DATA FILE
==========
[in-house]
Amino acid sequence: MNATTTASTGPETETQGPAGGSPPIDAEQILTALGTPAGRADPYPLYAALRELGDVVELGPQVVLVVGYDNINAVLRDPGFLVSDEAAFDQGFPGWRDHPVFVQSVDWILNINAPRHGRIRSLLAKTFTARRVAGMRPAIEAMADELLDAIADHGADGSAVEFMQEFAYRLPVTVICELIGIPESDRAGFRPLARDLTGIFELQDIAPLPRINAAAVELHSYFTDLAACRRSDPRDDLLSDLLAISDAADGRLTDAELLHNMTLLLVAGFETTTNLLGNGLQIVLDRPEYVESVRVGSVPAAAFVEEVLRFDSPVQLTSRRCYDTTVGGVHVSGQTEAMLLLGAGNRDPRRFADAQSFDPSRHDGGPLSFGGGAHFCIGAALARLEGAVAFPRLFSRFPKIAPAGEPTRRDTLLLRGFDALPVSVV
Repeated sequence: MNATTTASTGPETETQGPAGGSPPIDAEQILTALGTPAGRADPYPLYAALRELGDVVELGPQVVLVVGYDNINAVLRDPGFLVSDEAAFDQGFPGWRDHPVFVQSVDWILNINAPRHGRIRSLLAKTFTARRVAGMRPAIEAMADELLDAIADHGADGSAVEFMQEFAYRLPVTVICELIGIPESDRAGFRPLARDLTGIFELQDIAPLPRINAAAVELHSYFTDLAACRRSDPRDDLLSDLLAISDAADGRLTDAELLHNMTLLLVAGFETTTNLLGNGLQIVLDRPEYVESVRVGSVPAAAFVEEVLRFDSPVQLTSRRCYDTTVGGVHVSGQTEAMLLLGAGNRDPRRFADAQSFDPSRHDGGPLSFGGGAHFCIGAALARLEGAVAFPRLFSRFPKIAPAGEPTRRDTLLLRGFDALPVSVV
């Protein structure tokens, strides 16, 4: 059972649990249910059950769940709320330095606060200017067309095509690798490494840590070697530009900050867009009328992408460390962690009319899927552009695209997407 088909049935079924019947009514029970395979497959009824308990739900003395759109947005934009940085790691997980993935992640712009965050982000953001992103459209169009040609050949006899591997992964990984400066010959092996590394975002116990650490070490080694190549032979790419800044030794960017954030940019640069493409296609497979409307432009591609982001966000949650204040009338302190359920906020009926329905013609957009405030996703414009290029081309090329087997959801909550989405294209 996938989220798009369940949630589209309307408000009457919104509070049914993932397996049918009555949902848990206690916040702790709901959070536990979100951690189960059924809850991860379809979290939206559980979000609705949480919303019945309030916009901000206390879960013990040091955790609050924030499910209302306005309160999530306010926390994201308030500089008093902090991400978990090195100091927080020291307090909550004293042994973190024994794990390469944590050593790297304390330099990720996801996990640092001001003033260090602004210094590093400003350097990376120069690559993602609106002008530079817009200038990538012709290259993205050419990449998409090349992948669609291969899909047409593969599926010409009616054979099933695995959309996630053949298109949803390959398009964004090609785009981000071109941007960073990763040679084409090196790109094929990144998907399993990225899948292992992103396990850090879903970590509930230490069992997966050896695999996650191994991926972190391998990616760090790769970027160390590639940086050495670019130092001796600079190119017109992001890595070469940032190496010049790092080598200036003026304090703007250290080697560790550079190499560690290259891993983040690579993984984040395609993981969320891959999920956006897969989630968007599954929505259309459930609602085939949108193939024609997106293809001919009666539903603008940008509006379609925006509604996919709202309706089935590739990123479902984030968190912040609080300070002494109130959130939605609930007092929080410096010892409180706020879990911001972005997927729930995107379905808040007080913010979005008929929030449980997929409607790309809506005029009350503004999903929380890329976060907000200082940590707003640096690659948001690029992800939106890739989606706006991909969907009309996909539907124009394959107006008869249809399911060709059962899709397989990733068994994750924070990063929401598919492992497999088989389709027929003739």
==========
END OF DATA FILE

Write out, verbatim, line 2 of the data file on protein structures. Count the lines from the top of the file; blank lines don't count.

Amino acid sequence: MNATTTASTGPETETQGPAGGSPPIDAEQILTALGTPAGRADPYPLYAALRELGDVVELGPQVVLVVGYDNINAVLRDPGFLVSDEAAFDQGFPGWRDHPVFVQSVDWILNINAPRHGRIRSLLAKTFTARRVAGMRPAIEAMADELLDAIADHGADGSAVEFMQEFAYRLPVTVICELIGIPESDRAGFRPLARDLTGIFELQDIAPLPRINAAAVELHSYFTDLAACRRSDPRDDLLSDLLAISDAADGRLTDAELLHNMTLLLVAGFETTTNLLGNGLQIVLDRPEYVESVRVGSVPAAAFVEEVLRFDSPVQLTSRRCYDTTVGGVHVSGQTEAMLLLGAGNRDPRRFADAQSFDPSRHDGGPLSFGGGAHFCIGAALARLEGAVAFPRLFSRFPKIAPAGEPTRRDTLLLRGFDALPVSVV